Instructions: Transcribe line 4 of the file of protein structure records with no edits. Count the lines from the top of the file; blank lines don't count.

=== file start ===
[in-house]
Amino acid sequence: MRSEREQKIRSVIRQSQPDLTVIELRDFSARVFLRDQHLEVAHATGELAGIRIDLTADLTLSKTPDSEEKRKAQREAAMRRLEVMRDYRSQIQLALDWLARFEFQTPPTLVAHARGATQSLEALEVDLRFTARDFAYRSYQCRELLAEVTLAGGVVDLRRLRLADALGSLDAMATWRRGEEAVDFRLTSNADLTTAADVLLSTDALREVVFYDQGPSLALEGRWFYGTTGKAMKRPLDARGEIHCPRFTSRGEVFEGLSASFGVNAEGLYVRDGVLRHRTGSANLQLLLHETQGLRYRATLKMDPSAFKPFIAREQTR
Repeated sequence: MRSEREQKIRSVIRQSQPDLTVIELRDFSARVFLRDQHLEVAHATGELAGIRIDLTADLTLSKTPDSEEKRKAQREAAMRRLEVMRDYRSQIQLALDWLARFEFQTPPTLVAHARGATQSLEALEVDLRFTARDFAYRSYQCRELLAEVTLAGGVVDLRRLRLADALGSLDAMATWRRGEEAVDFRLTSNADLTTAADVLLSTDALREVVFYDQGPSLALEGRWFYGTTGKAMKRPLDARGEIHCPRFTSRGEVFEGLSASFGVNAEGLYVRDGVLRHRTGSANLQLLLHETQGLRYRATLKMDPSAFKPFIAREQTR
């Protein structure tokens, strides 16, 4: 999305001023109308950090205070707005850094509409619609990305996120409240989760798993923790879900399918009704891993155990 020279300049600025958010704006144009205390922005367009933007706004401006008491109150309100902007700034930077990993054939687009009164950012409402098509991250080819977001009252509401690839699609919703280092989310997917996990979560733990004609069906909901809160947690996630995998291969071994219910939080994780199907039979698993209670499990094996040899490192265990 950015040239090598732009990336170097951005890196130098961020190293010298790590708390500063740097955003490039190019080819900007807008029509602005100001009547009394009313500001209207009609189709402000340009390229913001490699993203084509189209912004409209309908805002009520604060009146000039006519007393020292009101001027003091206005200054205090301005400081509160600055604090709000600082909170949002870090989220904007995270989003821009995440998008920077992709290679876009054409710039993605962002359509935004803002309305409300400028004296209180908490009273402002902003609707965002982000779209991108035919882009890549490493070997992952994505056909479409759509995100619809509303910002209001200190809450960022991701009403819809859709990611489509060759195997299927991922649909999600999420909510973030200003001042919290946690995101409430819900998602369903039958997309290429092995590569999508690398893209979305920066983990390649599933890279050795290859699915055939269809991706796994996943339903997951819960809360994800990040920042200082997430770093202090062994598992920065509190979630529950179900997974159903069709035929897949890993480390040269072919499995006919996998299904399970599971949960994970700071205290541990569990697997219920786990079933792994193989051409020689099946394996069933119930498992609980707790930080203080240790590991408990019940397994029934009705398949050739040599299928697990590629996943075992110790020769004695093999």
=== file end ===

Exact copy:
């Protein structure tokens, strides 16, 4: 999305001023109308950090205070707005850094509409619609990305996120409240989760798993923790879900399918009704891993155990 020279300049600025958010704006144009205390922005367009933007706004401006008491109150309100902007700034930077990993054939687009009164950012409402098509991250080819977001009252509401690839699609919703280092989310997917996990979560733990004609069906909901809160947690996630995998291969071994219910939080994780199907039979698993209670499990094996040899490192265990 950015040239090598732009990336170097951005890196130098961020190293010298790590708390500063740097955003490039190019080819900007807008029509602005100001009547009394009313500001209207009609189709402000340009390229913001490699993203084509189209912004409209309908805002009520604060009146000039006519007393020292009101001027003091206005200054205090301005400081509160600055604090709000600082909170949002870090989220904007995270989003821009995440998008920077992709290679876009054409710039993605962002359509935004803002309305409300400028004296209180908490009273402002902003609707965002982000779209991108035919882009890549490493070997992952994505056909479409759509995100619809509303910002209001200190809450960022991701009403819809859709990611489509060759195997299927991922649909999600999420909510973030200003001042919290946690995101409430819900998602369903039958997309290429092995590569999508690398893209979305920066983990390649599933890279050795290859699915055939269809991706796994996943339903997951819960809360994800990040920042200082997430770093202090062994598992920065509190979630529950179900997974159903069709035929897949890993480390040269072919499995006919996998299904399970599971949960994970700071205290541990569990697997219920786990079933792994193989051409020689099946394996069933119930498992609980707790930080203080240790590991408990019940397994029934009705398949050739040599299928697990590629996943075992110790020769004695093999």